Bagna Càuda

Bagna Càuda
easy-baugna-cauda-recipe.jpg

Comin' atcha today- a lifetime's supply worth of butter and olive oil disguised as one delectable Italian treat. Don't even think about fighting it. Just don't. After all, it's unofficially the season of butter, sugar and extra calories, and who's going to say no to those things?! OBVIOUSLY not someone who writes a food blog (and probably not someone who is reading it, either). As I mentioned in this post, Mr. RC and I do our best to sniff out the local cuisines wherever we travel. Bagna càuda (meaning 'hot bath'), a dish traditionally enjoyed in the fall and winter, was one of the things that made the list to try in Torino, but we somehow never actually got around to eating it (despite the fact that it was on every single menu). When I mentioned it to my Mom and Grandma, asking if they had ever heard of it (since it's from the same region as our family), they both exclaimed "Oh yes! Oh Bagna càuda! Of course, of course! It's delicious!". So even though I didn't try it in Italy, I've apparently eaten several times in my younger years. I mean, phew! What a relief! Heaven forbid if I'd have to go back to Italy just to eat something! Obviously, I have no recollection of ever having tried this dish (reported to be one of the Pope's favorite treats!), and since I missed the opportunity to eat it in Italy, I figured, why not recreate it at home as a holiday treat? So Mr. RC and I did just that. After all, I had some first-press olive oil on hand (featured in my Italy Gift Guide), just waiting to be used in a special recipe. In fact, this dish uses so much olive oil you could consider it the olive oil version of fondue. There's also some garlic in there somewhere, some butter (Because when you're already using so much olive oil, why not?!) and anchovies. While I was slightly put off at the idea of the anchovies, they actually melt right in, leaving behind only a salty, slightly fishy flavor. The whole thing is served with vegetables for dipping and bread to catch the drips. It's certainly not a dish for everyone, and it's definitely not a dish to be eaten all the time, or alone (I now understand why every menu listed it as an item to be shared), but for something that requires very little effort, it's a perfect special-occasion (*cough* the holidays *cough*) treat.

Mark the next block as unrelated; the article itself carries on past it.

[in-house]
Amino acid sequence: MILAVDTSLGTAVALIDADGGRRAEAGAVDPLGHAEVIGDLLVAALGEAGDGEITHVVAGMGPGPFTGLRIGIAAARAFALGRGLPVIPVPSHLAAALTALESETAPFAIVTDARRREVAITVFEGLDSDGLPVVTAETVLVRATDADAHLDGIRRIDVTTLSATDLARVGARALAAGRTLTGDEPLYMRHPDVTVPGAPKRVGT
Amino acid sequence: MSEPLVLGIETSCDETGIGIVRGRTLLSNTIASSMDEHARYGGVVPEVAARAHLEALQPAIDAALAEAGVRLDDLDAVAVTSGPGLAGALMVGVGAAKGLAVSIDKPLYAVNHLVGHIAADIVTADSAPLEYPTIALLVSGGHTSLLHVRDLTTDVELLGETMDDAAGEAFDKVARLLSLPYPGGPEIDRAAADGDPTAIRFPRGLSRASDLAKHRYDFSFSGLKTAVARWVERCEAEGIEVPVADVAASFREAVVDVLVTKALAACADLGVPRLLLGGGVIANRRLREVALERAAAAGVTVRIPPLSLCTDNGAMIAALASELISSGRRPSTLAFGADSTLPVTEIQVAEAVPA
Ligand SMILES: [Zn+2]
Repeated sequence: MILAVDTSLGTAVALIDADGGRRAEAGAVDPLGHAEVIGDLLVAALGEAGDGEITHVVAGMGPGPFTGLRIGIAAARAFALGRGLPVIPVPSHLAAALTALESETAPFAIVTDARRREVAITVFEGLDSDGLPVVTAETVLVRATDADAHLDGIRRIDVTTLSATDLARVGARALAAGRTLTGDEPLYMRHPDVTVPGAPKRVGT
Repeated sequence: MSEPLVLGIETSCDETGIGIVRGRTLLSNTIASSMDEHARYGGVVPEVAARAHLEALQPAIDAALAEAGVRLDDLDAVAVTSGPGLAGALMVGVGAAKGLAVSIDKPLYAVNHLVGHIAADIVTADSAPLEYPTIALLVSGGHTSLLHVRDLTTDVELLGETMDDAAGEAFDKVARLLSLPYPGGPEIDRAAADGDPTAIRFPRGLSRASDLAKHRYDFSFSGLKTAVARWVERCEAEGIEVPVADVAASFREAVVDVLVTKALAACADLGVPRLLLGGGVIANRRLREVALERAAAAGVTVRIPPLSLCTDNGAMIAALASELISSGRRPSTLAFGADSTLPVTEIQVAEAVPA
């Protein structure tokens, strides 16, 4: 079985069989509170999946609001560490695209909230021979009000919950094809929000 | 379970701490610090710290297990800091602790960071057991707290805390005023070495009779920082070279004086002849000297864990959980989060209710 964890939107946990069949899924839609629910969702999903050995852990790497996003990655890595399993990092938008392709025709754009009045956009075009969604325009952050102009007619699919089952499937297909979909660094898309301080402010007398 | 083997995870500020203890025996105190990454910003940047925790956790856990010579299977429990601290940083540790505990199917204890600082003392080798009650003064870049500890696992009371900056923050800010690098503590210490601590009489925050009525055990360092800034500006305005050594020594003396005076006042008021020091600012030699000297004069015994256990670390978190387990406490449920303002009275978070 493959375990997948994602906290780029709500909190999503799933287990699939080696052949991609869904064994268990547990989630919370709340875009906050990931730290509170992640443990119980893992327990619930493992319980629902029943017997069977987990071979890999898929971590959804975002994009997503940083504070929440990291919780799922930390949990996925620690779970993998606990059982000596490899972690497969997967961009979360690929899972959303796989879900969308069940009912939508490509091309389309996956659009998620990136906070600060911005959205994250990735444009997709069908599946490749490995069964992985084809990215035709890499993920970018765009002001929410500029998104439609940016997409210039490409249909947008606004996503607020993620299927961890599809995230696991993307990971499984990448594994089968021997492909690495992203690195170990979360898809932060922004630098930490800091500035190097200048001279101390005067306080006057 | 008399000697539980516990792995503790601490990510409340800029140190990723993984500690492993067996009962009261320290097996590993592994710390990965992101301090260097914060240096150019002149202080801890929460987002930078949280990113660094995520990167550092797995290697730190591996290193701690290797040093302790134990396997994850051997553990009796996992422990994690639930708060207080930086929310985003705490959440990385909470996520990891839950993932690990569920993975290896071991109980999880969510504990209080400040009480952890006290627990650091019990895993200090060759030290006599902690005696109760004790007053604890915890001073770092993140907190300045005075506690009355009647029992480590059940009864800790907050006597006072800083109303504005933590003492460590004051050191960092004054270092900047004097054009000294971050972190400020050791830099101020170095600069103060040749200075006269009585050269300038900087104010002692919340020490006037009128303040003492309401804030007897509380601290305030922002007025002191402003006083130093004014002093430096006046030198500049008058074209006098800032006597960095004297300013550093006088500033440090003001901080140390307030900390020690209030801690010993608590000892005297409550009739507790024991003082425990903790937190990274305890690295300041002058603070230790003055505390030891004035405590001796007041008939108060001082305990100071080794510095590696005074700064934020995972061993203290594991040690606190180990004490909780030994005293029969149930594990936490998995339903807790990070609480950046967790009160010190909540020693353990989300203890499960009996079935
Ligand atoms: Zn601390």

Foods-from-the-Piedmont-region-of-Italy.jpg
ingredients-for-baugna-cauda.jpg
foods-of-Italy-baugna-cauda.jpg
traditional-baugna-cauda.jpg
the-ingredients-for-baugna-cauda.jpg
Baugna-Cauda.jpg
how-to-make-baugna-cauda.jpg

Baugna-Cauda.jpg

Bagna Càuda

serves 6

INGREDIENTS

  • 3/4 cup olive oil
  • 8 to 10 garlic cloves, finely chopped
  • 2 ounce tin of anchovy fillets (plus the olive oil they're marinating in)
  • 4 tablespoons unsalted butter
  • Veggies (such as raw carrots, bell peppers, celery, broccoli, cauliflower; roasted potatoes, beets) and rustic bread, for serving

INSTRUCTIONS

  1. In a small saucepan set over low heat, combine the olive oil, garlic and anchovies. Begin stirring, using the back of your spoon to mash the anchovies and garlic into more of a paste. Continue cooking, smashing and stirring for about 5 minutes. Remove the pan from the heat and stir in the butter. You can eat it as is, or, for a smoother mixture, blend it for a few seconds with an immersion blender.

  2. Eat immediately with vegetables and bread. You can also serve it in a fondue pot set over a warming candle to ensure that it stays heated (was it does not taste good once it cools).